In 1963, President John F. Kennedy was fatally shot in his motorcade in Dallas, Texas. 1963 was also the year The Beatles released their first album, “Please Please Me,” which they recorded in a single day just a couple of months before its debut. And from the steps of the Lincoln Memorial in 1963, Martin Luther King, Jr., told an audience of a quarter million about a dream that would soon seize many more.
But in the least likely of ways, the least likely of people—a weatherman from Washington, DC, who acted on children’s TV on weekends—changed the fundamental nature of American existence in 1963 with a more subtle magnitude than any of the events that happened that year. This man was Willard Scott, better known as an icon so widely celebrated that he gives even Santa Claus a run for his money, Ronald McDonald.
Ronald was born out of a crucial conclusion that McDonald’s executives made based on Scott’s gig as Bozo the Clown in the popular children’s show, “Bozo’s Circus”: Clowns sell.
McDonald’s made their understanding of this consumer habit painfully clear in their first stab at creating Ronald, who, wearing a paper cup on his nose and tray for a hat, was quite literally the product they were trying to sell. If a Happy Meal could have eyes and a mouth, it would be this early version of Ronald. Sales went up by 30 percent after the mascot was introduced, and it became clear that the key to selling hamburgers was selling the clown-man who looked like he was made up of them.
Once Ronald gained traction, McDonald’s could focus its advertising efforts on children, a market segment that is much more easily manipulated than that of rational adult consumers. Before they reach the age of eight, children cannot discern advertisements from regular programming. They are unable to grasp the concept that companies are trying to market their products. Selling hamburgers to babies is like taking candy from them, and Ronald became McDonald’s means to exploit this phenomenon.
McDonald’s early Ronald-centered ad campaigns trivialized the judgment of parents in the eyes of children and licensed them to make their own dietary decisions—with input from everyone’s favorite hamburger-happy clown, of course! Ronald asked a child in one especially disturbing ad in 1963, “Aren’t hamburgers delicious?” to which the child replied, “Mom told me never to talk to strangers.” But after the clown revealed his identity and made three hamburgers materialize on a tray near his crotch, the child exclaimed in revelation, “You’re no stranger; you really are Ronald McDonald!” and then proceeded to dance with the adult clown in a scene wrought with pedophilic undertones. Ad campaigns like this had a nontrivial effect on the trust children have historically invested in Ronald McDonald. In a study asking children, “Who would you like to take you out for a treat?” the clown was even more popular than their parents.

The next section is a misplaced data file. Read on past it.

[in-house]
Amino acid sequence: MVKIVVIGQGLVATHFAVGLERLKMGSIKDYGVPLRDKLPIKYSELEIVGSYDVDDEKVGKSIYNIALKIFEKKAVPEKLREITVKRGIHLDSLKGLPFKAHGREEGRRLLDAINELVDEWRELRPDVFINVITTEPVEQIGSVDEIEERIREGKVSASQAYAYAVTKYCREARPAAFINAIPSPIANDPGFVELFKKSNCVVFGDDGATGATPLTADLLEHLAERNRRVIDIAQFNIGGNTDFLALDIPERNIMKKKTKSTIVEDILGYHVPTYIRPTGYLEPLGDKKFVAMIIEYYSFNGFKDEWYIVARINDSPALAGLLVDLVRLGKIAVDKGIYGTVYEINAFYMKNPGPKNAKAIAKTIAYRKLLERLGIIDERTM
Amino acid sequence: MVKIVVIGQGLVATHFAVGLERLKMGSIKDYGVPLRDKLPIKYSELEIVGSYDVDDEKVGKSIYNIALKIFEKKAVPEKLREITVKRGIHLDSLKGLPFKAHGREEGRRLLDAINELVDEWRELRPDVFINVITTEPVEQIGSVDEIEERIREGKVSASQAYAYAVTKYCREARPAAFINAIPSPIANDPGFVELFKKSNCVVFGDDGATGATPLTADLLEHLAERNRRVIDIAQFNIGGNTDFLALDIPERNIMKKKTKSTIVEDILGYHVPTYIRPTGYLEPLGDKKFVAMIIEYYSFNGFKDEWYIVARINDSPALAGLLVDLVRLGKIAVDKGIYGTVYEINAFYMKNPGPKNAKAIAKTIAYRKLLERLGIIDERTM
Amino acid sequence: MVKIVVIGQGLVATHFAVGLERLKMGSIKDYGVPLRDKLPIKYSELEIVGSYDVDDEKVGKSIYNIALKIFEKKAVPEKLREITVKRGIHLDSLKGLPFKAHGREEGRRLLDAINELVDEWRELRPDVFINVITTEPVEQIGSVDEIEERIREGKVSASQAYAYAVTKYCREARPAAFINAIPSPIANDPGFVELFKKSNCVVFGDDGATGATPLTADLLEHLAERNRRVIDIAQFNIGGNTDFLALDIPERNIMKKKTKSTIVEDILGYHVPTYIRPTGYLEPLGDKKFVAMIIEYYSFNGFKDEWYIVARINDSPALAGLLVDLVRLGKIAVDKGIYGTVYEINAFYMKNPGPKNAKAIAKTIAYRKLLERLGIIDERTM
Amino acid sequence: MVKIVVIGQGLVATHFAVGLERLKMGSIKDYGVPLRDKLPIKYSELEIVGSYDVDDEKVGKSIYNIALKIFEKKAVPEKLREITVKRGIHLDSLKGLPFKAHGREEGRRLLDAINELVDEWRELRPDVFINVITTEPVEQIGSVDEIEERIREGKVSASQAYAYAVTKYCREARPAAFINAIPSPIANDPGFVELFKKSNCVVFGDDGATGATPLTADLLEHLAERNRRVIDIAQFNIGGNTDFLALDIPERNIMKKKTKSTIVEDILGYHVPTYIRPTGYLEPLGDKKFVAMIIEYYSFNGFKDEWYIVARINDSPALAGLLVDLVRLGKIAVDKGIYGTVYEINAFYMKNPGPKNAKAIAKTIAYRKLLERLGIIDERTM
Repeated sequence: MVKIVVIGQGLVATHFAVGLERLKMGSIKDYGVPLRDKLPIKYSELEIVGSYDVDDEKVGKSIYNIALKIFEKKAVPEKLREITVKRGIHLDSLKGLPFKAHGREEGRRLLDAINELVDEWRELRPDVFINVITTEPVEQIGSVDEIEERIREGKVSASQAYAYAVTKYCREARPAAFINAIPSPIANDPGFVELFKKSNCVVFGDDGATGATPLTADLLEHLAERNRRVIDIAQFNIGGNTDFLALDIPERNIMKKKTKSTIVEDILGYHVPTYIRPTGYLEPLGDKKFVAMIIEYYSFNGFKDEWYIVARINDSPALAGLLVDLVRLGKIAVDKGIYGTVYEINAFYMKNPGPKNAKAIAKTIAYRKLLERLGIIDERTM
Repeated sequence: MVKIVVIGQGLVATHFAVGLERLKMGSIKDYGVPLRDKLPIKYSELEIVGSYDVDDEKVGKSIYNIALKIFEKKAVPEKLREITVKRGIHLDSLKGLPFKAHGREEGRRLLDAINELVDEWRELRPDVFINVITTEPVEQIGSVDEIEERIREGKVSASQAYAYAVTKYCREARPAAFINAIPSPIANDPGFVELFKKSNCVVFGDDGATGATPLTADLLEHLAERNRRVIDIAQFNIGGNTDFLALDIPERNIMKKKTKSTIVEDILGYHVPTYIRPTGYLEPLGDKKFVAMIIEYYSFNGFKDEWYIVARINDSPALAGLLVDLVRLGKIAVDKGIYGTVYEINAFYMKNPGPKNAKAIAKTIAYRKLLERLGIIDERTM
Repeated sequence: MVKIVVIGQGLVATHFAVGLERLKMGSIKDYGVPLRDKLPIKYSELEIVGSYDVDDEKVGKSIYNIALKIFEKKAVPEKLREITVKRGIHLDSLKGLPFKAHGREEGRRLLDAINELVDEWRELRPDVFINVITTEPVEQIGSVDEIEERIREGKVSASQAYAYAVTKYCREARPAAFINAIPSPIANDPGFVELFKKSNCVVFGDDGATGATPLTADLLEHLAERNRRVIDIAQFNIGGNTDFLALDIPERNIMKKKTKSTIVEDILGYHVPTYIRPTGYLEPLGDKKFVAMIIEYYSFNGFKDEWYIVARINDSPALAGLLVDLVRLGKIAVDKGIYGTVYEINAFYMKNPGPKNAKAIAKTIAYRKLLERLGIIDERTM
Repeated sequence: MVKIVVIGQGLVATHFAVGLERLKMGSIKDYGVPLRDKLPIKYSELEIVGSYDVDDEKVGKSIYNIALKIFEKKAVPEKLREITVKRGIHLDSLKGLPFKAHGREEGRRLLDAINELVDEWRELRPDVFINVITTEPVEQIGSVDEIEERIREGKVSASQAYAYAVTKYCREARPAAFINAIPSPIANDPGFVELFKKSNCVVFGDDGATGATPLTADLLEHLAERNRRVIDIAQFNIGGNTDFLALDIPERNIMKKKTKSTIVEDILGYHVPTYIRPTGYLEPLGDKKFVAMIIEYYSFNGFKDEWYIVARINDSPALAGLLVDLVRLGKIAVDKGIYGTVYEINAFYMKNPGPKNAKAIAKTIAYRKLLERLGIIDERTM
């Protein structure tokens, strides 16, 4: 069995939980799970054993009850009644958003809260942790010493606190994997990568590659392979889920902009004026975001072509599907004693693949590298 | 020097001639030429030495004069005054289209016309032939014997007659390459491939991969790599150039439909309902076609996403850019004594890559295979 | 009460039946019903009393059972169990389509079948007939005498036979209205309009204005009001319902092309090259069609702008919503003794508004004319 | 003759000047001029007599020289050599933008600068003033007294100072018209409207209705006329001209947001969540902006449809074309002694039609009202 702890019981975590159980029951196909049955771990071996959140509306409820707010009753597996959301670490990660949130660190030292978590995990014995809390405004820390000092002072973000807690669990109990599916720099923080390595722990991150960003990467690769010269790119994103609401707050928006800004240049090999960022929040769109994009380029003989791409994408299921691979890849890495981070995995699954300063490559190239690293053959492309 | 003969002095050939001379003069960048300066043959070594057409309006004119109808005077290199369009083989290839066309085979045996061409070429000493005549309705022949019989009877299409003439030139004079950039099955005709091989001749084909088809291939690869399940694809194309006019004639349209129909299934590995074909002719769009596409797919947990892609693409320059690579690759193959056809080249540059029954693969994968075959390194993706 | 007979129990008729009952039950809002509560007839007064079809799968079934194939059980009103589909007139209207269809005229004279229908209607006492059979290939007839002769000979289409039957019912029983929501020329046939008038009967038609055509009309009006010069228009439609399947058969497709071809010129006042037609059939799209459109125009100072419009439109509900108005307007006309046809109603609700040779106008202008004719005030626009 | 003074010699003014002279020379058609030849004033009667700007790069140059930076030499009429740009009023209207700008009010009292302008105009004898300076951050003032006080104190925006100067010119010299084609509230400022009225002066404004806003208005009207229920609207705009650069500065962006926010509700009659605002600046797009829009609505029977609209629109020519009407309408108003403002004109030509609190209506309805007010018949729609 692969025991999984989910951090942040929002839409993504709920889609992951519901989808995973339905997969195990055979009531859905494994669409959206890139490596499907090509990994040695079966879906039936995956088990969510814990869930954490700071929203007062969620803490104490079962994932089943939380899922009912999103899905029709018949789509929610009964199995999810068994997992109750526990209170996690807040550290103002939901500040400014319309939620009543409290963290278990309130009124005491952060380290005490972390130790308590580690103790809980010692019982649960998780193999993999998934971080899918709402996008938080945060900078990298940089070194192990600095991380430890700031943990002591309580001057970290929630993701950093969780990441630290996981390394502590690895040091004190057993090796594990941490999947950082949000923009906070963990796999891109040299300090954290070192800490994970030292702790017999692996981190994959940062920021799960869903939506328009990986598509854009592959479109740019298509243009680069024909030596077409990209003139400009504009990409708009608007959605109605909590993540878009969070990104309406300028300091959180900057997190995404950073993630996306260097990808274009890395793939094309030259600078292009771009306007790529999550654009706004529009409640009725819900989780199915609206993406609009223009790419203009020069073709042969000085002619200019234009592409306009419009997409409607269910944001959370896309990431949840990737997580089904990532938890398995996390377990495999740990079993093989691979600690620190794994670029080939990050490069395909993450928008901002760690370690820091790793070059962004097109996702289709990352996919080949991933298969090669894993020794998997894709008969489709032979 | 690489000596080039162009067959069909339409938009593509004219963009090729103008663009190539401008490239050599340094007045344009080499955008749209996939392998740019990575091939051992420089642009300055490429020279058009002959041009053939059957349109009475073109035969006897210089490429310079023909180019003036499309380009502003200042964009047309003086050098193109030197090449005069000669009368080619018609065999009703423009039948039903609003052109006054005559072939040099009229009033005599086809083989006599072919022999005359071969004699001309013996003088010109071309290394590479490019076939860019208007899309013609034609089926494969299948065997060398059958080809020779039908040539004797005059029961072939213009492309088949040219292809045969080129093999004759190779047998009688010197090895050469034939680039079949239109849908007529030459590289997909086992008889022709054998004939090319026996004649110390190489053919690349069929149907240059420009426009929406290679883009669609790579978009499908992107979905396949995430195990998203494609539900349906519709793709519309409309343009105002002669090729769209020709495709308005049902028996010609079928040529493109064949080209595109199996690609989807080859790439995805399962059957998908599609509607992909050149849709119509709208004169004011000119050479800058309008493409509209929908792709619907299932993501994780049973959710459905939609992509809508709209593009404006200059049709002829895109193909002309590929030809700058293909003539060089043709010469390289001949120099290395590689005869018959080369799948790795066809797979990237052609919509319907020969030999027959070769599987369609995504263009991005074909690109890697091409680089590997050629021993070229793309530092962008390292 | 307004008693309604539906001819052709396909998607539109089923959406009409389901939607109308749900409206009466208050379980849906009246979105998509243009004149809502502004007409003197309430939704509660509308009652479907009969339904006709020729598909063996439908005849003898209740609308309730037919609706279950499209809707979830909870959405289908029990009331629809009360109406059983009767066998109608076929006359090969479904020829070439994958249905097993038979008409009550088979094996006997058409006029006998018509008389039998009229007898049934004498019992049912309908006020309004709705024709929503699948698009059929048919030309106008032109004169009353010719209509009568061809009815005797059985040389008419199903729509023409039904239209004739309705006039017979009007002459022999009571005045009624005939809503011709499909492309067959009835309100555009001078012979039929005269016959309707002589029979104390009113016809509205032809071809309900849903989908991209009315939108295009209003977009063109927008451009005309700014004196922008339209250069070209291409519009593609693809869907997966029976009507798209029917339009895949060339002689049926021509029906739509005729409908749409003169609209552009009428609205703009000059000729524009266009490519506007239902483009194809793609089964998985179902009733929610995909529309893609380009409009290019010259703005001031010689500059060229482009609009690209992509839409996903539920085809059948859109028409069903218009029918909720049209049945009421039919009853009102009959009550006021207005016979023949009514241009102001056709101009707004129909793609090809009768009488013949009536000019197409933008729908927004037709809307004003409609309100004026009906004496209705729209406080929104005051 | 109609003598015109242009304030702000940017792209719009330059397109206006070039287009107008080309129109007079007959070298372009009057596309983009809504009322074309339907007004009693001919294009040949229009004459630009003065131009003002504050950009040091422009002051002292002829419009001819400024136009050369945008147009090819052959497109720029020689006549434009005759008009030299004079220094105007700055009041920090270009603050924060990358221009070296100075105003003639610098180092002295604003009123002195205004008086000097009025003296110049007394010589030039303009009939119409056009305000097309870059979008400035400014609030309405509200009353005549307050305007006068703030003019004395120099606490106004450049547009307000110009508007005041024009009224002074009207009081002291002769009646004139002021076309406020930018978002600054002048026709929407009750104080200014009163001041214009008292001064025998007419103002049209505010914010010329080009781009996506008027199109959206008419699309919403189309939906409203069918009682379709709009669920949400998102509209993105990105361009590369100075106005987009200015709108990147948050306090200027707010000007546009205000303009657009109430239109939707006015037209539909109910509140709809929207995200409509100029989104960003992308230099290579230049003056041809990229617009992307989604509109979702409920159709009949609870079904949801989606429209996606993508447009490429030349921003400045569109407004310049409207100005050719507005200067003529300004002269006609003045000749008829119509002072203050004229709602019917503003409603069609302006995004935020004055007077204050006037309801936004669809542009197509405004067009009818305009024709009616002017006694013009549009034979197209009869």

The scariest part of all this is that we have not outgrown Ronald. When dancing, hamburger-eating children became moms and dads immutably normalized to fast food, Ronald moved his prospects to a new generation of the impressible. He got a makeover, but that’s only because the universally recognized Ronald didn’t have to wear his food in order to sell it anymore. Ronald’s ads were still exclusively targeted at children, and by 1998, 89 percent of kids under the age of eight—the crucial age when they could first start understanding the concept of marketing—ate at McDonalds at least once a month.
If I need to make the case about how problematic that is, then I should note that childhood obesity rates have more than doubled since 1963. Willard Scott got fired as Ronald because he was too fat to play the “extremely active” character, but the laughable irony of this incident is washed out by the reality that McDonald’s didn’t need a person behind Ronald, anyway. By this point, Ronald was not a human as much as a virus—mutilating the American DNA to make it look like our own consumption habits prey on our bodies. His empire thrives on this misapplied First Amendment rhetoric. Ronald McDonald would shove hamburgers down children’s throats if he could get away with it.
And while the country is immunizing itself against the fast food industry, Ronald is growing more infectious. He’s taking selfies at music festivals and hashtagging on Twitter, increasing his relevance among the first generation in a long time that doesn’t (yet) spend its afternoons at the Mickey D’s around the corner. And in his most intelligent move of all, Ronald has leveraged the uncriticizable nature of charity to sell his products. Making the clown the face and namesake of the Ronald McDonald House Charities, McDonald’s takes every opportunity to positively reinforce its branding. An appeal to make McDonald’s retire Ronald has become perceived as an uprising against an ambassador for empathy and active lifestyles (who pumps cholesterol through your arteries on the side).
A McDonalds without Ronald will still perpetuate health problems among our most susceptible populations. And when a critical mass of students and health professionals from Harvard and other schools held a Retire Ronald McDonald rally last Wednesday, I’m sure that’s what they were thinking. But retiring Ronald is a tangible step towards a food system with enfranchised, conscious eaters. It’s a goal Americans can digest—hopefully in the place of burgers and fries.
Shubhankar Chhokra ’18, a Crimson editorial writer, lives in Apley Court. His column appears on alternate Fridays.
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